14. Moore, Peter (February 18, 2004). "'Mr Chocolate' blazed a sweet trail for retailers - Jacques Torres Chocolates". Real Estate Weekly. Retrieved 2010-07-03.
  15. Shaw, Joanna (November 29, 2011). "Pizza Madness: Grimaldi Taking Over Grimaldi's When Grimaldi Moves Next Door". Nona Brooklyn. Retrieved 2011-11-29.
  16. "FULTON FERRY; Some Landmarks Are Just Meant to Be a Problem". The New York Times. February 1, 2004. Retrieved 2011-04-29.
  17. The River Café
  18. Allan Kozinn (1991-08-20). "Music in Review". The New York Times. Retrieved 2008-08-04.
  19. Dworin, Caroline (December 19, 2008). "'Inside a Gritty Brooklyn Factory, Potomac Fever". New York Times. Retrieved 2016-01-31.
  20. "New York Water Taxi Begins Service From Fulton Ferry". NY1. Retrieved 2006-11-27.
  21. "Empire Fulton Ferry". Archived from the original on 2012-10-14. Retrieved 2013-09-06.
  22. Calder, Rich (December 17, 2009). "Brooklyn Bridge Park finally set to open". New York Post. Archived from the original on January 18, 2010. Retrieved 2013-10-24.
  23. "Governor Paterson and Mayor Bloomberg Open First Section of Brooklyn Bridge Park" (Press release). New York State. March 22, 2010. Retrieved 2012-04-04.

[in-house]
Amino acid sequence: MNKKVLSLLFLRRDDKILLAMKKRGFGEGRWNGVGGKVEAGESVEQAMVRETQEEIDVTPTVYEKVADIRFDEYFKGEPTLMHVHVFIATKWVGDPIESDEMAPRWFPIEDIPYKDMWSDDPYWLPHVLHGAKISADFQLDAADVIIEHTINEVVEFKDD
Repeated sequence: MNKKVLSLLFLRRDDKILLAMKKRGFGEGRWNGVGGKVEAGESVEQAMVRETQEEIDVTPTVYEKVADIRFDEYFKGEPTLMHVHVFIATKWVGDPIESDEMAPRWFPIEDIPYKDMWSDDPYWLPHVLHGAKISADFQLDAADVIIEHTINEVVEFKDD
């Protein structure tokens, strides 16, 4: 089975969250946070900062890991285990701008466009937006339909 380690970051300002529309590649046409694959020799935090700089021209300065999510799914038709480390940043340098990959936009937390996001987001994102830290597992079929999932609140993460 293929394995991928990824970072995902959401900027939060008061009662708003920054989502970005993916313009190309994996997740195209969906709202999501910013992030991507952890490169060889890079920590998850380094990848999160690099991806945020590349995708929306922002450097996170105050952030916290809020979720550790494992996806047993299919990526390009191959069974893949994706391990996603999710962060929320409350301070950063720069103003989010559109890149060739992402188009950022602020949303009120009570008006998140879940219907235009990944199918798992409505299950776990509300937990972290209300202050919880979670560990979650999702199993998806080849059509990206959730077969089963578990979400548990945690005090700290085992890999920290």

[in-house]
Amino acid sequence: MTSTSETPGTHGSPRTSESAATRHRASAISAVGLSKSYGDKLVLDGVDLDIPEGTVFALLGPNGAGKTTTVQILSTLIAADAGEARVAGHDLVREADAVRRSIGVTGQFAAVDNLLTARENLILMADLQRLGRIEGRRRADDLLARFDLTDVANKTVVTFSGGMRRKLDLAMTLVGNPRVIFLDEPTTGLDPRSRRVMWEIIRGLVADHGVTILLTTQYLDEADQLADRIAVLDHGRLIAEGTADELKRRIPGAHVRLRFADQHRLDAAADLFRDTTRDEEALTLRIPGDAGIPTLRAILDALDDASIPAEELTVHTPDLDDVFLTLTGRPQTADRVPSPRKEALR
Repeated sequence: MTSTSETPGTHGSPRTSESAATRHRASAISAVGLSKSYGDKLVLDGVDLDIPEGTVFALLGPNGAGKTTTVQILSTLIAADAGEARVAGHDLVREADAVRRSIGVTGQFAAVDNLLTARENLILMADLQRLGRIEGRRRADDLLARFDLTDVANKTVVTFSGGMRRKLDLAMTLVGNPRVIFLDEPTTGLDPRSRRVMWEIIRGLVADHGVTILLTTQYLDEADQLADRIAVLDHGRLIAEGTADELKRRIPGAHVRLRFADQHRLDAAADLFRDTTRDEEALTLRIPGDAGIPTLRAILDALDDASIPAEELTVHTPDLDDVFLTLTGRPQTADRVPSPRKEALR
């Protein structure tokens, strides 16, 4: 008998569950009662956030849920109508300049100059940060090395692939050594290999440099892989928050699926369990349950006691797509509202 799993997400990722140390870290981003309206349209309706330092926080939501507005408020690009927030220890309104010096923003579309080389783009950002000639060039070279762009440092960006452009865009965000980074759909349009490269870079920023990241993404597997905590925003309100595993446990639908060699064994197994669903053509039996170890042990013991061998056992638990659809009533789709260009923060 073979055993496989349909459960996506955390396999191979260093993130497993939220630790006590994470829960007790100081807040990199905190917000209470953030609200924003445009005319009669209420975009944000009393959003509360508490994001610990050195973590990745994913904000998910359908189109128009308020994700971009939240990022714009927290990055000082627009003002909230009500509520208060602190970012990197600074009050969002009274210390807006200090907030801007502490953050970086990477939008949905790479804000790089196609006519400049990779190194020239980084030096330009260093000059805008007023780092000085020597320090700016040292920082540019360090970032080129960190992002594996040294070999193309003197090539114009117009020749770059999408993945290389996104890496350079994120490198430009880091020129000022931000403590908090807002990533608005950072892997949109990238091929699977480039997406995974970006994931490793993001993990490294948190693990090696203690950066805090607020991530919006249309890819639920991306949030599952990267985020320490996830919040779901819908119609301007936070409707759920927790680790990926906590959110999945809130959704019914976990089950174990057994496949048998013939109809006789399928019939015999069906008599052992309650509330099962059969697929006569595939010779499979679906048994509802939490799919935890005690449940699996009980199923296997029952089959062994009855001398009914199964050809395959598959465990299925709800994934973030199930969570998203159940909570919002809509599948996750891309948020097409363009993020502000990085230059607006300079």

24. Barbanel, Josh. "In Dumbo, a Study in Industrial Chic". Wall Street Journal. ISSN 0099-9660. Retrieved 2015-12-11.
  25. "Subway Map" (PDF). Metropolitan Transportation Authority. November 2016. Retrieved 2016-11-07.
  26. "Brooklyn Bus Map" (PDF). Metropolitan Transportation Authority. 2016. Retrieved 2016-08-05.
  27. DNAinfoNewYork. "Proposed Routes for NYC's Expanded Ferry Service". Scribd. Retrieved September 22, 2016.
  28. "Citywide Ferry Service to Launch in June 2017, Official Says". DNAinfo New York. 2016-03-03. Retrieved 2016-09-22.
  29. "New York City's Ferry Service Set to Launch in 2017". NBC New York. Retrieved 9 May 2016.
  30. The Editors (April 17, 2013). "Welcome to the Gilded City of New York". The Nation. Retrieved 2013-04-18.
  31. Jerry Seinfeld episode from 2001. The reference to Dumbo can be heard at the 0:26 mark in the video.
  32. "Ubisoft Explains The Division Setting of Midtown Manhattan". PlayStation LifeStyle. Retrieved 2016-03-09.
  33. "The Division let me kill virtual people just outside my office". The Verge. Retrieved 2016-03-09.
Wikimedia Commons has media related to Dumbo, Brooklyn.
This article is issued from Wikipedia - version of the 11/25/2016. The text is available under the Creative Commons Attribution/Share Alike but additional terms may apply for the media files.